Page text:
Before Wii Sports became Wii Sports, the killer app that caught all of our imaginations and kick-started a motion-control revolution, it was just a mini-game compilation.

Nothing more.

Right now, Nintendo Land is nothing more than another mini-game compilation.  It may yet be more than that, of course, but for now it is a tech demo.  Like Wii Sports, it has its high points and low ones, and the high and low both come in bite sizes.  This will leave you thankful when the mini-games miss the mark, but it will leave you desperately wanting more when they work.

There are a dozen attractions to this virtual amusement park, accessed via a main plaza by your Mii (you you can also check out the unlockable décor in the plaza, which is gained from coins collected from your adventures in each attraction).  First, the slightly underwhelming.  There’s a lot of chasing in Nintendo Land – Mario Chase, Animal Crossing: Sweet Day and Luigi’s Ghost Mansion.  These three offer simple, and very similar mechanics (go catch them!).  All require two-to-five players, meaning they work quite effectively as party games.  With no online mode to speak of, they\’re best suited to a lively family living room.  If you lack one of those, you won\’t get much out of these particular modes.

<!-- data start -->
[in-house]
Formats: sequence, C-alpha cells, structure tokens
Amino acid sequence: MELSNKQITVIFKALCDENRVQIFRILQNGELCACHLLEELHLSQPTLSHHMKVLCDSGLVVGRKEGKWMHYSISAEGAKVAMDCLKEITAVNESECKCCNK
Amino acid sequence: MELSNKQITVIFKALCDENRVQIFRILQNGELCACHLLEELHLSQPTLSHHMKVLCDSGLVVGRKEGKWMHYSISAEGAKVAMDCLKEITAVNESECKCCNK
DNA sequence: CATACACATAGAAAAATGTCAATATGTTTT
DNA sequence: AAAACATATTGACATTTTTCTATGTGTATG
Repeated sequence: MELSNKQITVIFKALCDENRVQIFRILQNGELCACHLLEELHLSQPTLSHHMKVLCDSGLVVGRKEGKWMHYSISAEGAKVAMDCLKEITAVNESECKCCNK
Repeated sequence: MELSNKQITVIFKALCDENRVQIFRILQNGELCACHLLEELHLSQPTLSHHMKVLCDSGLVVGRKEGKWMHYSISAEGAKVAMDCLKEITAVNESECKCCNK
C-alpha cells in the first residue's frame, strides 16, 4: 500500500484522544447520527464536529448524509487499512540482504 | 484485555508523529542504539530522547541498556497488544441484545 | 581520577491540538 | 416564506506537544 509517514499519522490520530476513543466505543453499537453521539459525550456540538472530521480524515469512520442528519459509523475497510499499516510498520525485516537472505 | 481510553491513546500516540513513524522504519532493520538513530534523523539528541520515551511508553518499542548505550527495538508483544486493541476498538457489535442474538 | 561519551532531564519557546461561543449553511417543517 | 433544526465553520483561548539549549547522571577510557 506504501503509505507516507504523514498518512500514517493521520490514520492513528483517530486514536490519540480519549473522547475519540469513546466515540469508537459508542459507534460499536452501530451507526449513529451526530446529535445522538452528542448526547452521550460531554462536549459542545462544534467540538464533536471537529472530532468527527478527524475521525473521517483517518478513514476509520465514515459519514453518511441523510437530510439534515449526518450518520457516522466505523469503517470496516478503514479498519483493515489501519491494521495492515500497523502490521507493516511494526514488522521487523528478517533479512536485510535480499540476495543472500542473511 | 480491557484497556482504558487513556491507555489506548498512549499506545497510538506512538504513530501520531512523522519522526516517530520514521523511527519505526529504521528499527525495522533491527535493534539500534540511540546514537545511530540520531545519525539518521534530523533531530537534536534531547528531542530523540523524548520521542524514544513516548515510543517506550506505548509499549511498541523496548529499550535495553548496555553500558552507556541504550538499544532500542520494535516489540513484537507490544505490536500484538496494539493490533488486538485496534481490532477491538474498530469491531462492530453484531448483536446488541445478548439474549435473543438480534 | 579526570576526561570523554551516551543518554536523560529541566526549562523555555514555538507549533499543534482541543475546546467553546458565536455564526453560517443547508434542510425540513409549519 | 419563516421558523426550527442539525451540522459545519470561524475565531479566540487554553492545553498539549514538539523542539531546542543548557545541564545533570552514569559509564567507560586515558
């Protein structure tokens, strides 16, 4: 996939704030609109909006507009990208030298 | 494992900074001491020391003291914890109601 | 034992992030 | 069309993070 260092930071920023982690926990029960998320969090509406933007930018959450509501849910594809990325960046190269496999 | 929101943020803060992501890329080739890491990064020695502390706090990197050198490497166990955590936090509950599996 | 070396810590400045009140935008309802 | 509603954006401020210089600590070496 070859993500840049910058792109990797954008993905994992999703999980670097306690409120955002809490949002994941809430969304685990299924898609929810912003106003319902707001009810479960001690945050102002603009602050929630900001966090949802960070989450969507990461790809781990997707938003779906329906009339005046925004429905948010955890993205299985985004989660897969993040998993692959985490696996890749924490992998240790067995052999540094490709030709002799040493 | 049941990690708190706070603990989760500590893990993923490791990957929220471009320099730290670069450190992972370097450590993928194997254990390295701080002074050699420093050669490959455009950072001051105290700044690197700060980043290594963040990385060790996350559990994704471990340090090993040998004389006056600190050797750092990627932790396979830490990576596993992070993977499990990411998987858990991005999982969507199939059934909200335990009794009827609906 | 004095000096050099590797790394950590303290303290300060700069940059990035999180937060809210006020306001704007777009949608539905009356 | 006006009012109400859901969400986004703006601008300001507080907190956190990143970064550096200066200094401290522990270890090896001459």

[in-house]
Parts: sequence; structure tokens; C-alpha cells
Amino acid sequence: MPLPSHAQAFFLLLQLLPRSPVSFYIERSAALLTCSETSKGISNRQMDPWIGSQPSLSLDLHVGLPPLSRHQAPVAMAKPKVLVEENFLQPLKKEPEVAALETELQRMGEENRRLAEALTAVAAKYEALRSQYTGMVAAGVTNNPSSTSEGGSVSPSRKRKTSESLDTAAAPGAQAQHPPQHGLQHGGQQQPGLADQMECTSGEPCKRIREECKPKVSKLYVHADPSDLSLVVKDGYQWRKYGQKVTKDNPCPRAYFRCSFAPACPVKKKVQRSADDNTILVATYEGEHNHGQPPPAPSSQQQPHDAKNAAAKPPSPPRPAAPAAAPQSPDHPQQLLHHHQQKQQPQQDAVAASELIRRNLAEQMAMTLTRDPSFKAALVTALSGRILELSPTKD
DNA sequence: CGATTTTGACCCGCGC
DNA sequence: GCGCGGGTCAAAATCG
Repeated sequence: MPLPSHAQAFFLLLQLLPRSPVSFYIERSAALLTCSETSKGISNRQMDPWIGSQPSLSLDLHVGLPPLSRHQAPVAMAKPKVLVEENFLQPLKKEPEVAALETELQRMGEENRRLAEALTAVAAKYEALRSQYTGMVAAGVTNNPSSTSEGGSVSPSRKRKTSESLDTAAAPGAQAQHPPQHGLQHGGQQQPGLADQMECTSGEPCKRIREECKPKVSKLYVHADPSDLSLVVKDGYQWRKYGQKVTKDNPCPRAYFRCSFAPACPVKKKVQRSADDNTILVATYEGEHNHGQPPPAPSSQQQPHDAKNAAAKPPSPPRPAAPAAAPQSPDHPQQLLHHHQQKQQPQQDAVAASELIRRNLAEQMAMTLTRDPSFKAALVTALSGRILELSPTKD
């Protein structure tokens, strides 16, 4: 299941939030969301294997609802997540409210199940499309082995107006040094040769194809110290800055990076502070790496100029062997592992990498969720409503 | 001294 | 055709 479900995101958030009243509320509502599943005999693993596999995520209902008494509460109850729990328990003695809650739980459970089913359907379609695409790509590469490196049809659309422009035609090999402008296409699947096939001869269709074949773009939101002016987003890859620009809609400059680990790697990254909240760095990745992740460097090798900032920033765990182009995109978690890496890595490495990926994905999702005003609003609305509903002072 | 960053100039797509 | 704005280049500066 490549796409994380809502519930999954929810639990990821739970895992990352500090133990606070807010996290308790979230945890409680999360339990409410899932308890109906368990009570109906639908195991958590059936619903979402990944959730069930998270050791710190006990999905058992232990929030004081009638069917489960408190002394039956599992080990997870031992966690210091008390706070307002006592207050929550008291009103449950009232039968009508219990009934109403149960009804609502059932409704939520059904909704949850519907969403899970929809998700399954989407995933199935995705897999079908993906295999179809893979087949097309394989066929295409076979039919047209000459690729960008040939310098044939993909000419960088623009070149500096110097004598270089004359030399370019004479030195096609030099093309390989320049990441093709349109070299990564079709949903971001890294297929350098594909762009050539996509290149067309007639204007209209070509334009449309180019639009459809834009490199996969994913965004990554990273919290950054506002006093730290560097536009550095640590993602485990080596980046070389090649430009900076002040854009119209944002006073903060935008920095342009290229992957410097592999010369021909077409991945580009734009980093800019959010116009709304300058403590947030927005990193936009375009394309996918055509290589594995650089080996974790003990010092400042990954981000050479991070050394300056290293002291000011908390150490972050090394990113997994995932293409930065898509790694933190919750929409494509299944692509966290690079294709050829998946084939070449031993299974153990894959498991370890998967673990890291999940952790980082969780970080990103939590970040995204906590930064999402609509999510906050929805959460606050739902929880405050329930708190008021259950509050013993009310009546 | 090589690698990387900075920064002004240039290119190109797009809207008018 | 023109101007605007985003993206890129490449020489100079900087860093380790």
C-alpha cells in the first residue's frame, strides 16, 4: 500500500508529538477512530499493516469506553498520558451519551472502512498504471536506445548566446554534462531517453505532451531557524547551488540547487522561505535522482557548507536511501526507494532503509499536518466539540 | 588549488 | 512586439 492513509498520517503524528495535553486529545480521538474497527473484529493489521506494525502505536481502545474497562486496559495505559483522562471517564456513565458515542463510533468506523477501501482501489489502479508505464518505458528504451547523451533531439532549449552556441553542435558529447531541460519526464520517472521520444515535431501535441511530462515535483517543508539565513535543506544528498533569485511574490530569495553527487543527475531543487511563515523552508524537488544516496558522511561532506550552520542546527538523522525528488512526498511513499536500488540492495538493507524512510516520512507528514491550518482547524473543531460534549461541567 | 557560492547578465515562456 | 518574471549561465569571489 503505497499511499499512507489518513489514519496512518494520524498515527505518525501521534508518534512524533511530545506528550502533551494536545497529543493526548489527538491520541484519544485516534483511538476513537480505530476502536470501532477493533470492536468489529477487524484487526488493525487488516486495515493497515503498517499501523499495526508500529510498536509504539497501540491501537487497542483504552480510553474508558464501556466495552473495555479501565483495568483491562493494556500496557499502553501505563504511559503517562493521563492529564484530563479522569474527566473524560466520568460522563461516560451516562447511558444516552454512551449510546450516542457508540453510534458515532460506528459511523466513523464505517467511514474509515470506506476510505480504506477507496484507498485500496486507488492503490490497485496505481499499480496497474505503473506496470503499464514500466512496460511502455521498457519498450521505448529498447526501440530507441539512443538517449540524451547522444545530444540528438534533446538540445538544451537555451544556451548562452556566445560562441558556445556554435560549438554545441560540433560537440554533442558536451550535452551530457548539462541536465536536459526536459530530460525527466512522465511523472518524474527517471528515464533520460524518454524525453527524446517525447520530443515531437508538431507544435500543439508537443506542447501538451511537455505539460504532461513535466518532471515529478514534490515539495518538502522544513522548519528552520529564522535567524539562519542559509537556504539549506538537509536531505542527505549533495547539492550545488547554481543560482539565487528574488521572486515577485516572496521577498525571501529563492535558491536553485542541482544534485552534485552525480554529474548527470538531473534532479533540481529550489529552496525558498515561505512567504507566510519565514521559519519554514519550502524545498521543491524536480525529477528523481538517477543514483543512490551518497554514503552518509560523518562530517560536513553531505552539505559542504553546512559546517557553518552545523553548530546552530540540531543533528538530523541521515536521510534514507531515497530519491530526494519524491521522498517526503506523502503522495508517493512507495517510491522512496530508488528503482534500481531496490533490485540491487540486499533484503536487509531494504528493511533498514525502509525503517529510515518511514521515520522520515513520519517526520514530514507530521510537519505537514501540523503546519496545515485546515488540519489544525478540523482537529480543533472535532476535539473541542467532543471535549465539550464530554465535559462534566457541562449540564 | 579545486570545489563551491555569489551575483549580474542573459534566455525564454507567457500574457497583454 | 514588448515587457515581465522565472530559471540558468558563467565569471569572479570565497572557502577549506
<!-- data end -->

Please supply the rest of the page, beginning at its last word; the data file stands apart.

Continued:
The real meat of the game arrives in \”team\” attractions (which can be played alone), featuring three of Nintendo’s most loved franchises.  The Legend of Zelda is represented in Battle Quest (playable with Wii remotes as virtual swords, or with the GamePad to get your Katniss Everdeen on with a bow and arrow), allowing you to slice, dice and shoot in high-def Hyrule.  Meanwhile, Pikmin Adventure is a tantalizing glimpse of what the GamePad can add to the real-time strategy genre.  Both offer appreciable length and sophistication for being tech demos, but they pale next to the final team attraction: Metroid Blast.